Ben Schwartz is Associate Editor, Contemporary OB/GYN.
A new committee opinion updates ob/gyns about properly identifying and treating survivors in compliance with the necessary medical and legal requirements.
A new American College of Obstetricians and Gynecologists (ACOG) committee opinion (#777) addresses the role of ob/gyns in evaluating and managing sexual assault survivors. The opinion replaces Committee Opinion Number 592 (April 2014) and includes model screening protocols and questions, relevant guidelines from other medical associations, and trauma-informed care.
The opinion notes that sexual assault (“a crime of violence and aggression and encompasses a continuum of sexual activity that ranges from sexual coercion to contact abuse to rape”) and rape (“the penetration, no matter how slight, of the vagina or anus with any body part or object, or oral penetration by a sex organ of another person, without the consent of the victim”) are pervasive problems in the United States and an estimated 1.47 million rape-related physical assaults occur against women annually.
Among the medical consequences that ob/gyns should look for in victims are acute traumatic injuries such as scratches, bruises, and welts, as well as traumatic injuries to the vulva or vagina severe enough to require surgical intervention. Approximately 5% of rapes among women between ages 12 and 45 lead to pregnancy and the incidence is particularly high among adolescent survivors due to relatively low contraception use.
The committee opinion recommends that ob/gyns take a trauma-informed approach to care for victims of sexual assault. The key principles of this approach include ensuring physical and emotional safety, maximizing trustworthiness, prioritizing individual choice and control, empowering individuals, and encouraging peer support.
Many women will not discuss a history of sexual assault spontaneously but may present with symptoms indicative of assault, including chronic pelvic pain, dysmenorrhea, and sexual dysfunction. The committee opinion, therefore, recommends that ob/gyns have a role and responsibility to screen all women for a history of sexual assault, paying particular attention to those who report these specific symptoms. Clinicians who evaluate sexual assault survivors must comply with certain medical and legal requirements.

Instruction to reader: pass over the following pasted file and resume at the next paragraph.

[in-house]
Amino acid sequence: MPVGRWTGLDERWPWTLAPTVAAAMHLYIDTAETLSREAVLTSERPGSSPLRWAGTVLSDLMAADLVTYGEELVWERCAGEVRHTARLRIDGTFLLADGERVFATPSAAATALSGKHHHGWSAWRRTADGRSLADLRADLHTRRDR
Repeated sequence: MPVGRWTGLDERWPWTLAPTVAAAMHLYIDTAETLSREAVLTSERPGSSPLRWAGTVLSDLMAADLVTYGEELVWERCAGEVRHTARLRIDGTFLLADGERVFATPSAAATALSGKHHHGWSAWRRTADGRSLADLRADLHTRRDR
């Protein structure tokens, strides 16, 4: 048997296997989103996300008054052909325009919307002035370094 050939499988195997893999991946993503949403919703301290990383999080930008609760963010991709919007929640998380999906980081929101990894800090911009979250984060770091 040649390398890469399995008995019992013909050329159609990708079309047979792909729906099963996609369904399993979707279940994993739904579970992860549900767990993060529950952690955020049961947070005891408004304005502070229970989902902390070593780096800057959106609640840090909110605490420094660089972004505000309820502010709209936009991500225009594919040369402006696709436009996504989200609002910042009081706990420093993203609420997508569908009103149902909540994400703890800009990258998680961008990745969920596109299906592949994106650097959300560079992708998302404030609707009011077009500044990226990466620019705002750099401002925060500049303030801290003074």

Ob/gyns should also be aware that various health procedures, such as pelvic, rectal, and breast exams, may trigger panic and anxiety stemming from post-traumatic stress disorder in survivors. When called on to perform a sexual assault examination, clinicians with little or no experience should request assistance from trained hospital personnel to ensure appropriate evidence collection. If trained personnel are unavailable, the committee opinion recommends using the protocol from the U.S. Department of Justice’s Office of Violence Against Women titled, “A national protocol for sexual assault medical forensic examinations of Adults/Adolescents.”
When sexual assault victims communicate with an ob/gyn’s office, emergency department or clinic before evaluation, the primary point of communication should encourage the patient to go to a medical facility immediately and provide instructions for not bathing, changing clothes, douching, urinating, defecating, wash out the mouth, cleaning fingernails, smoking, eating, or drinking.
Jurisdictions vary in cutoff times for collecting evidence of a sexual assault case; many use 72 hours. However, if an assault is reported after the time limit, ob/gyns should still perform an examination and provide appropriate care and counseling. Ob/gyns must also be aware of jurisdictional policies in regard to evidence integrity; these policies include details on packaging, labeling, and sealing evidence and specifics on transfer, storage, management, and distribution of evidence.